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Engineers use honey to make brain-like computer chips

A more organic memristor that can process and store data is born

honey

Engineers use honey to make neuromorphic memristors that imitate the human brain.


May 3, 2022

Engineers at Washington State University, supported by a grant from the U.S. National Science Foundation, used honey to make components for computer systems that mimic neurons and synapses of the human brain, known as neuromorphic computers.

Honey -- a natural antibacterial, preservative and sweetener -- contains environmentally safe ingredients that can be used in neuromorphic computer system components called memristors.

The engineers recently published results of a study detailing their method of using honey to make memristors, a component similar to a transistor that processes and stores data.

"This is a small device with a simple structure, but it has similar functionalities to a human neuron," said Feng Zhao, corresponding author of the study. "That means if we can integrate millions or billions of these honey memristors together, then they can be made into a neuromorphic system that functions much like a human brain."

Neuromorphic chips with the equivalent of more than 100 million synthetic neurons per chip exist but have just a fraction of neurons found in the human brain and number in the billions, with more than 1,000 trillion synapses.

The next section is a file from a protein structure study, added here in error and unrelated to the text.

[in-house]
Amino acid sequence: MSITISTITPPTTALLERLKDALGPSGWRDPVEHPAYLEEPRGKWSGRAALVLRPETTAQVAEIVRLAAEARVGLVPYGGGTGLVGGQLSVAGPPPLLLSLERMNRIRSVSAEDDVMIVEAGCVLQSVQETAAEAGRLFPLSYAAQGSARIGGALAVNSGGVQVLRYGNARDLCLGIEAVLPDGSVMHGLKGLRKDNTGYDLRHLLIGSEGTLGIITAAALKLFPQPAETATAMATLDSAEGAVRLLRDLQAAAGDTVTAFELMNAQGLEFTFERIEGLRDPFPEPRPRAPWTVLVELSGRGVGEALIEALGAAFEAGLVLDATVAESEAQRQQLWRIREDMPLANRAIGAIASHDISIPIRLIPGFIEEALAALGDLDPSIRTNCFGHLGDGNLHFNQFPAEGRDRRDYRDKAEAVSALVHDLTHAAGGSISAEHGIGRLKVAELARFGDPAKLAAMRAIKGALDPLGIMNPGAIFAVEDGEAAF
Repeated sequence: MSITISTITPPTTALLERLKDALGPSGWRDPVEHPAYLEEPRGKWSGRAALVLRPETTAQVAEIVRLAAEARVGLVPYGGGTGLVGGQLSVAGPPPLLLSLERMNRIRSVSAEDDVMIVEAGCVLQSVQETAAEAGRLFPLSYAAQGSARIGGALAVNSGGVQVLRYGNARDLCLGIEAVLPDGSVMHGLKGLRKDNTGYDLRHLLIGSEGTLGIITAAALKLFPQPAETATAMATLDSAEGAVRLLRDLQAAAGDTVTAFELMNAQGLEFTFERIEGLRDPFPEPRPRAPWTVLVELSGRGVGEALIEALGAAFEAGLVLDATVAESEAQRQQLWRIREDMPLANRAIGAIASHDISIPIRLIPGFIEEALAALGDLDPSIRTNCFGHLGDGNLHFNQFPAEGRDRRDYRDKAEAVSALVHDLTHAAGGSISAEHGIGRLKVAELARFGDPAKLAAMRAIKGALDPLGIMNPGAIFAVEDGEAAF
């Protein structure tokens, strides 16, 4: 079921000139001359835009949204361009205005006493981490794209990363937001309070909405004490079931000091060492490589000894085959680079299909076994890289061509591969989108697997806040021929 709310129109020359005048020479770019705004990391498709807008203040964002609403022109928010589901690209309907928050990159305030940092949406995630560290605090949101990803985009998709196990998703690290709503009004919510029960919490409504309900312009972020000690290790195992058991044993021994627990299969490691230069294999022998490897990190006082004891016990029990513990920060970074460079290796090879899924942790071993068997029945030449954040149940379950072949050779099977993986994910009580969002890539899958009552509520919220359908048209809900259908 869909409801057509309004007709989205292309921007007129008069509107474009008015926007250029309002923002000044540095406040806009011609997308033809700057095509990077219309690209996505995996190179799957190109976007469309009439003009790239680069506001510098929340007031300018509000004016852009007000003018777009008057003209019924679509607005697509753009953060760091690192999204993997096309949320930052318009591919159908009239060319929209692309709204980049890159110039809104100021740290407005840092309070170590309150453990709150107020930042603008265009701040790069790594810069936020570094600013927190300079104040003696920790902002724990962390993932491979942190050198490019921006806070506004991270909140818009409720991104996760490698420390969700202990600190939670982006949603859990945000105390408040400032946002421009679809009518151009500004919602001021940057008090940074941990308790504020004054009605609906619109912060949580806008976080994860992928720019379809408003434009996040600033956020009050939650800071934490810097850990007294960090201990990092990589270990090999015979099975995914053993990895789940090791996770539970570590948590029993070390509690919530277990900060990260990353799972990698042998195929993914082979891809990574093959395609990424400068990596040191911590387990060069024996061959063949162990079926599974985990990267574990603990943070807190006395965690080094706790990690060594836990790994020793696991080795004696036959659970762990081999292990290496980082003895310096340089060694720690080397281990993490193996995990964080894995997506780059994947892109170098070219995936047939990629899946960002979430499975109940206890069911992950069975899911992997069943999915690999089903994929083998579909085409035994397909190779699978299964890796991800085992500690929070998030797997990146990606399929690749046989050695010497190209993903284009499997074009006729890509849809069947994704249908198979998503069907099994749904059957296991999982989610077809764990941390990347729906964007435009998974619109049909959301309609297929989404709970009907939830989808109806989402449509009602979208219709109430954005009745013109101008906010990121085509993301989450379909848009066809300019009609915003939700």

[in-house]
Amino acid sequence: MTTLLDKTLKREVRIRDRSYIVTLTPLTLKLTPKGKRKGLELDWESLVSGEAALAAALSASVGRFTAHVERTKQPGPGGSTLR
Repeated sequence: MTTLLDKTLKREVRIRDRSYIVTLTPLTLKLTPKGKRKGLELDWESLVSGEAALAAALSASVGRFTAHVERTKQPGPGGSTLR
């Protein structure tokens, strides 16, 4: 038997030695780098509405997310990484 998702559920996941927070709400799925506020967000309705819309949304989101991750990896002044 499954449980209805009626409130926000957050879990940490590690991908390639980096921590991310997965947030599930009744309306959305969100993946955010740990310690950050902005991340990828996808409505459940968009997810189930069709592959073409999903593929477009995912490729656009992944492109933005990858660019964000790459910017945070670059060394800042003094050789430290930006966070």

The engineers created memristors by putting honey processed into a solid form between two metal electrodes. The engineers tested the memristors’ capacity to imitate human synapses and found the synthetic synapse emulated functions of its human counterpart, including processing and retaining information.

The engineers created the honey memristors on a micro-scale, about the size of a human hair. Developing the memristor on a nanoscale and bundling millions or billions of memristors could lead to a scalable and sustainable neuromorphic computing system.

"Honey does not spoil," Zhao said. "It has a very low moisture concentration, so bacteria cannot survive in it. These computer chips will be stable and reliable for a long time.

"When we want to dispose of devices using computer chips made of honey, we can easily dissolve them in water. Because of these special properties, honey is very useful for creating renewable and biodegradable neuromorphic systems."

--  NSF Public Affairs, researchnews@nsf.gov